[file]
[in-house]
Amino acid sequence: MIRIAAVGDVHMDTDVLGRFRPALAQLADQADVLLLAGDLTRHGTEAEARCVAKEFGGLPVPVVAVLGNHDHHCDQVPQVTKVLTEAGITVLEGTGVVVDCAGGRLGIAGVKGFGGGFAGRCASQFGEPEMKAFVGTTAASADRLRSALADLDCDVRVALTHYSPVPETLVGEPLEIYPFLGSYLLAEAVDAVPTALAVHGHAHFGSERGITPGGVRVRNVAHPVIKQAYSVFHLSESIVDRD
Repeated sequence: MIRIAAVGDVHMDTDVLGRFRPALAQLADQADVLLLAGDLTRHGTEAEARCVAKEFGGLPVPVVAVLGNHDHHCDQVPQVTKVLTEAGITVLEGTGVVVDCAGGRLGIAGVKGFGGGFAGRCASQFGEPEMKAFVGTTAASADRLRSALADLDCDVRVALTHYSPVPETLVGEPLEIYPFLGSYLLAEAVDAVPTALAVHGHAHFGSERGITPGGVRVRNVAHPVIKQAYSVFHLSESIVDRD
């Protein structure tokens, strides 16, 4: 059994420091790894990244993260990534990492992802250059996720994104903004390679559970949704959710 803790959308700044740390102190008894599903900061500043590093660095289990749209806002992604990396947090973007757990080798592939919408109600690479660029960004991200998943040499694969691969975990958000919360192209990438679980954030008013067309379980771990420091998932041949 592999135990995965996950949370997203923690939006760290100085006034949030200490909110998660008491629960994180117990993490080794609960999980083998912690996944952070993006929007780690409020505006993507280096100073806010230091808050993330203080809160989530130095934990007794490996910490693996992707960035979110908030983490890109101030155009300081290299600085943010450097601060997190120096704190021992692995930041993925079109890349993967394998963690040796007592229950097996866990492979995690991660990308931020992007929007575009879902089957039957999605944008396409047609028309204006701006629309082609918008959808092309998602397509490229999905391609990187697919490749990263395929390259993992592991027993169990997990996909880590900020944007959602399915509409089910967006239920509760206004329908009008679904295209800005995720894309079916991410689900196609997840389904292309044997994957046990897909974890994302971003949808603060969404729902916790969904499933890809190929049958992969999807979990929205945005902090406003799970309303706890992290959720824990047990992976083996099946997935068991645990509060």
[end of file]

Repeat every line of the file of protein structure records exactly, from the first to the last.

[in-house]
Amino acid sequence: MIRIAAVGDVHMDTDVLGRFRPALAQLADQADVLLLAGDLTRHGTEAEARCVAKEFGGLPVPVVAVLGNHDHHCDQVPQVTKVLTEAGITVLEGTGVVVDCAGGRLGIAGVKGFGGGFAGRCASQFGEPEMKAFVGTTAASADRLRSALADLDCDVRVALTHYSPVPETLVGEPLEIYPFLGSYLLAEAVDAVPTALAVHGHAHFGSERGITPGGVRVRNVAHPVIKQAYSVFHLSESIVDRD
Repeated sequence: MIRIAAVGDVHMDTDVLGRFRPALAQLADQADVLLLAGDLTRHGTEAEARCVAKEFGGLPVPVVAVLGNHDHHCDQVPQVTKVLTEAGITVLEGTGVVVDCAGGRLGIAGVKGFGGGFAGRCASQFGEPEMKAFVGTTAASADRLRSALADLDCDVRVALTHYSPVPETLVGEPLEIYPFLGSYLLAEAVDAVPTALAVHGHAHFGSERGITPGGVRVRNVAHPVIKQAYSVFHLSESIVDRD
């Protein structure tokens, strides 16, 4: 059994420091790894990244993260990534990492992802250059996720994104903004390679559970949704959710 803790959308700044740390102190008894599903900061500043590093660095289990749209806002992604990396947090973007757990080798592939919408109600690479660029960004991200998943040499694969691969975990958000919360192209990438679980954030008013067309379980771990420091998932041949 592999135990995965996950949370997203923690939006760290100085006034949030200490909110998660008491629960994180117990993490080794609960999980083998912690996944952070993006929007780690409020505006993507280096100073806010230091808050993330203080809160989530130095934990007794490996910490693996992707960035979110908030983490890109101030155009300081290299600085943010450097601060997190120096704190021992692995930041993925079109890349993967394998963690040796007592229950097996866990492979995690991660990308931020992007929007575009879902089957039957999605944008396409047609028309204006701006629309082609918008959808092309998602397509490229999905391609990187697919490749990263395929390259993992592991027993169990997990996909880590900020944007959602399915509409089910967006239920509760206004329908009008679904295209800005995720894309079916991410689900196609997840389904292309044997994957046990897909974890994302971003949808603060969404729902916790969904499933890809190929049958992969999807979990929205945005902090406003799970309303706890992290959720824990047990992976083996099946997935068991645990509060």